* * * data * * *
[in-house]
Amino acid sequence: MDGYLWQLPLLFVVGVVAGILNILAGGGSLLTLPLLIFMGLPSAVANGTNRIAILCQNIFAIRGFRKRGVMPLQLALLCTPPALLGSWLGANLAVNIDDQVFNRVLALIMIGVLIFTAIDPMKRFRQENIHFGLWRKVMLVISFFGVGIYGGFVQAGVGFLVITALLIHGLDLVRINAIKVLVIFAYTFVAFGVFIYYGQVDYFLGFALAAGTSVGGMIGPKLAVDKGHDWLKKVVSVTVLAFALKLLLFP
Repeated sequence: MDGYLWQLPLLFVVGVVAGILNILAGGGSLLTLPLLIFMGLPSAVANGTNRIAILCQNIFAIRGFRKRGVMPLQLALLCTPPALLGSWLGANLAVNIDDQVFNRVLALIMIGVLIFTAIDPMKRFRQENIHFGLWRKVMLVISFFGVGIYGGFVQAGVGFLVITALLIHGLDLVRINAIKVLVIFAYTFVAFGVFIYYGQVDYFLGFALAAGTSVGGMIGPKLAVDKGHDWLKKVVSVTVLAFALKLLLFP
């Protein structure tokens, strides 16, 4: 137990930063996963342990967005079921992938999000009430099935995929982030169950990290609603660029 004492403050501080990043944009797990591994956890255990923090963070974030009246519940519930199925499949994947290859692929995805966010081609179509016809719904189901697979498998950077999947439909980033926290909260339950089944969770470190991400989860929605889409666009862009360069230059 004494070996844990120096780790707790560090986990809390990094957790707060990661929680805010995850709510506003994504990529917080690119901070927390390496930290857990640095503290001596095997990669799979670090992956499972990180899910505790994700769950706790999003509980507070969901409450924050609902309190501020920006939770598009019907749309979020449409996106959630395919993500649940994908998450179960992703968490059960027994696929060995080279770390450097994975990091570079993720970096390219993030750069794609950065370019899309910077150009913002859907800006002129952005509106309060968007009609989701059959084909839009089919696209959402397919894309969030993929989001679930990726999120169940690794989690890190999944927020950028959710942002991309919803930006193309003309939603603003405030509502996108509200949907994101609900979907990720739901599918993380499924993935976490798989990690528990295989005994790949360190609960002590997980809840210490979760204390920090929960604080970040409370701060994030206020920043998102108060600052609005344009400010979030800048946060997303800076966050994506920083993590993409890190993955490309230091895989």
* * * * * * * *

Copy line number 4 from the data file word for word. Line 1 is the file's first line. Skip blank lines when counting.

């Protein structure tokens, strides 16, 4: 137990930063996963342990967005079921992938999000009430099935995929982030169950990290609603660029 004492403050501080990043944009797990591994956890255990923090963070974030009246519940519930199925499949994947290859692929995805966010081609179509016809719904189901697979498998950077999947439909980033926290909260339950089944969770470190991400989860929605889409666009862009360069230059 004494070996844990120096780790707790560090986990809390990094957790707060990661929680805010995850709510506003994504990529917080690119901070927390390496930290857990640095503290001596095997990669799979670090992956499972990180899910505790994700769950706790999003509980507070969901409450924050609902309190501020920006939770598009019907749309979020449409996106959630395919993500649940994908998450179960992703968490059960027994696929060995080279770390450097994975990091570079993720970096390219993030750069794609950065370019899309910077150009913002859907800006002129952005509106309060968007009609989701059959084909839009089919696209959402397919894309969030993929989001679930990726999120169940690794989690890190999944927020950028959710942002991309919803930006193309003309939603603003405030509502996108509200949907994101609900979907990720739901599918993380499924993935976490798989990690528990295989005994790949360190609960002590997980809840210490979760204390920090929960604080970040409370701060994030206020920043998102108060600052609005344009400010979030800048946060997303800076966050994506920083993590993409890190993955490309230091895989």